The U.S.-France relationship is in crisis over a recently canceled submarine deal that Australian officials had questioned for months.
For the first time in the 240-year alliance, France recalled its ambassador from Washington over the announcement of a nuclear submarine deal involving the US, UK and Australia that replaced a different multibillion dollar contract between the Australian government. and a French company for 12 diesel submarines.
Enraged, French Foreign Minister Jean-Yves Le Drian called the move a “stab in the back” Wednesday when it was unveiled, and in a statement this afternoon announcing his decision to recall Paris envoys to Washington and Canberra they warned that the new trilateral pact – called AUKUS – influences “the very conception we have of our alliances, our partnerships and the importance of the Indo-Pacific for Europe”. Le Drian also ordered the French ambassador to Australia to return home.
Paris is understandably upset by AUKUS ‘handling of the 2016 contract, but that deal was already on the ropes. EU politician noted the rampant cybersecurity risks, budget problems and delays that plagued the project, leading Australian officials to cool it down:
Canberra reported in June that it was looking for a way out of the contract, signed in 2016 with French company DCNS (now known as Naval Group) to build 12 Barracuda submarines.
When questioned by a Senate committee about problems with the project, Australian Defense Secretary Greg Moriarty said, “It became clear to me that we were having challenges … in the past 15-12 months.” He said his government has considered his options, including what it could do if it “was unable to proceed” with the French deal.
Moriarty’s admission came after his government in April refused to sign a contract for the next phase of the French submarine project, giving Naval Group up to this month to meet his demands. There have been reports dating back to earlier this year that Canberra was trying to leave.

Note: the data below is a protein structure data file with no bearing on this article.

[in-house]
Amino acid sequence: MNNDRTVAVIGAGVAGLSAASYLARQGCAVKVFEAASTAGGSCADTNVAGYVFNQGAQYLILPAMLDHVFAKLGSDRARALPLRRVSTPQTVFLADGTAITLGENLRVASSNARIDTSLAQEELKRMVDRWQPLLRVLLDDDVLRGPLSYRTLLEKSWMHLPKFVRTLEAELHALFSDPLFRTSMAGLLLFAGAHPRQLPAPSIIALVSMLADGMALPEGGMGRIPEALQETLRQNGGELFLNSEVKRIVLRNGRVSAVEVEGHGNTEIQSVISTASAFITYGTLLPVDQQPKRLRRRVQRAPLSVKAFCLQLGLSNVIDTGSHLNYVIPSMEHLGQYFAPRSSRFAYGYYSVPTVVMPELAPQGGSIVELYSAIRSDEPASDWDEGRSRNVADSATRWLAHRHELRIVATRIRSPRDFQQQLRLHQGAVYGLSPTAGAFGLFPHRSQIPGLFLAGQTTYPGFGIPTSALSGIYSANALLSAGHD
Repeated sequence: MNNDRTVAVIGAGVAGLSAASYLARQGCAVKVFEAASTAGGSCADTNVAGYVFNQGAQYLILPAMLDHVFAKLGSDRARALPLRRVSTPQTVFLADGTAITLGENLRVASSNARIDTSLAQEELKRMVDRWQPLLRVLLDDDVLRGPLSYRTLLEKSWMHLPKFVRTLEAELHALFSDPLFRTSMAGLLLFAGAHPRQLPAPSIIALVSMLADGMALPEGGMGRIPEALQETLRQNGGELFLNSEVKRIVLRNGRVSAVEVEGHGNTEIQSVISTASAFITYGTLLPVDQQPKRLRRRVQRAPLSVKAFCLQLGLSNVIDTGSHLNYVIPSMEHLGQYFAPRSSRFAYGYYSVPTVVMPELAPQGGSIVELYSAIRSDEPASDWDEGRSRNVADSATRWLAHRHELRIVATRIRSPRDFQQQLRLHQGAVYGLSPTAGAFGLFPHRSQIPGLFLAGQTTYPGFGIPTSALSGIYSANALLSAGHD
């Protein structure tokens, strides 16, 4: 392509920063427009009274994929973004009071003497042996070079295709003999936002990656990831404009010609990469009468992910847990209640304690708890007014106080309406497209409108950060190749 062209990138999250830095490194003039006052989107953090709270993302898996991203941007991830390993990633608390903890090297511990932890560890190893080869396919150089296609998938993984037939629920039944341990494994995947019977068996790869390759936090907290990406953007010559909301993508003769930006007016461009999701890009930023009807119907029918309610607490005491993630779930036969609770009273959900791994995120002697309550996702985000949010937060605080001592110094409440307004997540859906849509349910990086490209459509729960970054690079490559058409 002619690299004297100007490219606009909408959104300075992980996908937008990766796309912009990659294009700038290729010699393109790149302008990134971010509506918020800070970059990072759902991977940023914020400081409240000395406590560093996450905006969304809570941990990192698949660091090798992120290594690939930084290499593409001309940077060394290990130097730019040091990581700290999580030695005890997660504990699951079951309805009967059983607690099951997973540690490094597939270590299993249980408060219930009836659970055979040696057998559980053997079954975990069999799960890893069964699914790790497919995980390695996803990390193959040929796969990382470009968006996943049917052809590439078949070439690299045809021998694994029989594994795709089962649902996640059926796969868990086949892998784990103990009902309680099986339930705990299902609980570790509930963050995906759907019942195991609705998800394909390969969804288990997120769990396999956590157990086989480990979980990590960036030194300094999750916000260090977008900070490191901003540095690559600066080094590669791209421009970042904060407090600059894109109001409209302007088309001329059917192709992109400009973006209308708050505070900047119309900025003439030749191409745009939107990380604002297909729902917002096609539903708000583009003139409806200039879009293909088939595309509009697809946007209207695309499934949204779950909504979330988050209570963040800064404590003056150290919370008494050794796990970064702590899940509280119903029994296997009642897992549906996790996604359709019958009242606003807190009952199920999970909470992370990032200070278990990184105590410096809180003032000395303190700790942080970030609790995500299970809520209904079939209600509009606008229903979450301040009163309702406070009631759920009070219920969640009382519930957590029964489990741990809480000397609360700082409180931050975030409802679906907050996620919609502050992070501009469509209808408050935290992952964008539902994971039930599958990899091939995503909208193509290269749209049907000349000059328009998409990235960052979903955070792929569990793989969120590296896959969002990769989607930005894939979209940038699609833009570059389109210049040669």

More directly, however, Prime Minister Scott Morrison said today that he told President Emmanuel Macron in June that Australia could withdraw from the deal. “I made it very clear, we had a long dinner there in Paris, about our very significant concerns about the ability of conventional submarines to deal with the new strategic environment we face,” he said in an interview with 5aa Radio.
Despite the furious French response, the United States, Australia and all their allies interested in deterring Chinese aggression will benefit if AUKUS is able to build these nuclear submarines. Canberra has gone from a program plagued by delays and significant budget problems to an agreement to build far superior submarines: “the gold standard,” Naval War College professor Andrew Erickson I called them – and more able to meet its defense needs. Since 2016, the security situation in Australia has changed significantly as China’s attempts to pressure the country into a pro-Beijing line have become more coercive.
Whatever the long-term consequences of this dispute and the merits of France’s anger, the 2016 contract was already a zombie deal. And AUKUS has replaced it with something of greater value to the Western democracies operating in the Indo-Pacific.
[ https://rocetoday.com/france-recalls-ambassadors-over-australian-submarine-deal/?utm_source=rss&utm_medium=rss&utm_campaign=france-recalls-ambassadors-over-australian-submarine-deal https://d26toa8f6ahusa.cloudfront.net/wp-content/uploads/2021/07/30214746/a-quiet-place-part-2-bigs-16.pdf